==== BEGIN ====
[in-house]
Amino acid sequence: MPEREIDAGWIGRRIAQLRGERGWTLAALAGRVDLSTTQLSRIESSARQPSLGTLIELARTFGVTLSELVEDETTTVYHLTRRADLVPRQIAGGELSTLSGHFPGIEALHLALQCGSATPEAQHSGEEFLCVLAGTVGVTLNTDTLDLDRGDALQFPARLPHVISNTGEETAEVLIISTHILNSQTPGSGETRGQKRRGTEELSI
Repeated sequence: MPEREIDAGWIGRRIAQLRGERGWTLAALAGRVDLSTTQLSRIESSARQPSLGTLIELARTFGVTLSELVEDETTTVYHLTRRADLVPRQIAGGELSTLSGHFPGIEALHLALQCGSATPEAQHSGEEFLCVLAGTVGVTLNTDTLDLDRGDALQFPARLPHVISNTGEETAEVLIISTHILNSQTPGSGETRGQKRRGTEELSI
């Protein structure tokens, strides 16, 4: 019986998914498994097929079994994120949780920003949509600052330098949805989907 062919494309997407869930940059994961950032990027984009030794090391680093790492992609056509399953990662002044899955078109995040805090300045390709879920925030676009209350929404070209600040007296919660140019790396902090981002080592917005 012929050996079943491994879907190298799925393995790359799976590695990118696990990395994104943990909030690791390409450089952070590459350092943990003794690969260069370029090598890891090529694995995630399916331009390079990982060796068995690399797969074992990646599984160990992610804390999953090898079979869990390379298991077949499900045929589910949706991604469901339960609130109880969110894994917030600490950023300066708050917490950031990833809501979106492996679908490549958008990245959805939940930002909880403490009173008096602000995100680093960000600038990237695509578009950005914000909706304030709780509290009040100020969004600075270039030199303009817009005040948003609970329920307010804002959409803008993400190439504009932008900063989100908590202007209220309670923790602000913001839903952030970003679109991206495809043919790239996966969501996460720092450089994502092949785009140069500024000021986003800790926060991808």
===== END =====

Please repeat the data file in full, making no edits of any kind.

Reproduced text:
[in-house]
Amino acid sequence: MPEREIDAGWIGRRIAQLRGERGWTLAALAGRVDLSTTQLSRIESSARQPSLGTLIELARTFGVTLSELVEDETTTVYHLTRRADLVPRQIAGGELSTLSGHFPGIEALHLALQCGSATPEAQHSGEEFLCVLAGTVGVTLNTDTLDLDRGDALQFPARLPHVISNTGEETAEVLIISTHILNSQTPGSGETRGQKRRGTEELSI
Repeated sequence: MPEREIDAGWIGRRIAQLRGERGWTLAALAGRVDLSTTQLSRIESSARQPSLGTLIELARTFGVTLSELVEDETTTVYHLTRRADLVPRQIAGGELSTLSGHFPGIEALHLALQCGSATPEAQHSGEEFLCVLAGTVGVTLNTDTLDLDRGDALQFPARLPHVISNTGEETAEVLIISTHILNSQTPGSGETRGQKRRGTEELSI
């Protein structure tokens, strides 16, 4: 019986998914498994097929079994994120949780920003949509600052330098949805989907 062919494309997407869930940059994961950032990027984009030794090391680093790492992609056509399953990662002044899955078109995040805090300045390709879920925030676009209350929404070209600040007296919660140019790396902090981002080592917005 012929050996079943491994879907190298799925393995790359799976590695990118696990990395994104943990909030690791390409450089952070590459350092943990003794690969260069370029090598890891090529694995995630399916331009390079990982060796068995690399797969074992990646599984160990992610804390999953090898079979869990390379298991077949499900045929589910949706991604469901339960609130109880969110894994917030600490950023300066708050917490950031990833809501979106492996679908490549958008990245959805939940930002909880403490009173008096602000995100680093960000600038990237695509578009950005914000909706304030709780509290009040100020969004600075270039030199303009817009005040948003609970329920307010804002959409803008993400190439504009932008900063989100908590202007209220309670923790602000913001839903952030970003679109991206495809043919790239996966969501996460720092450089994502092949785009140069500024000021986003800790926060991808």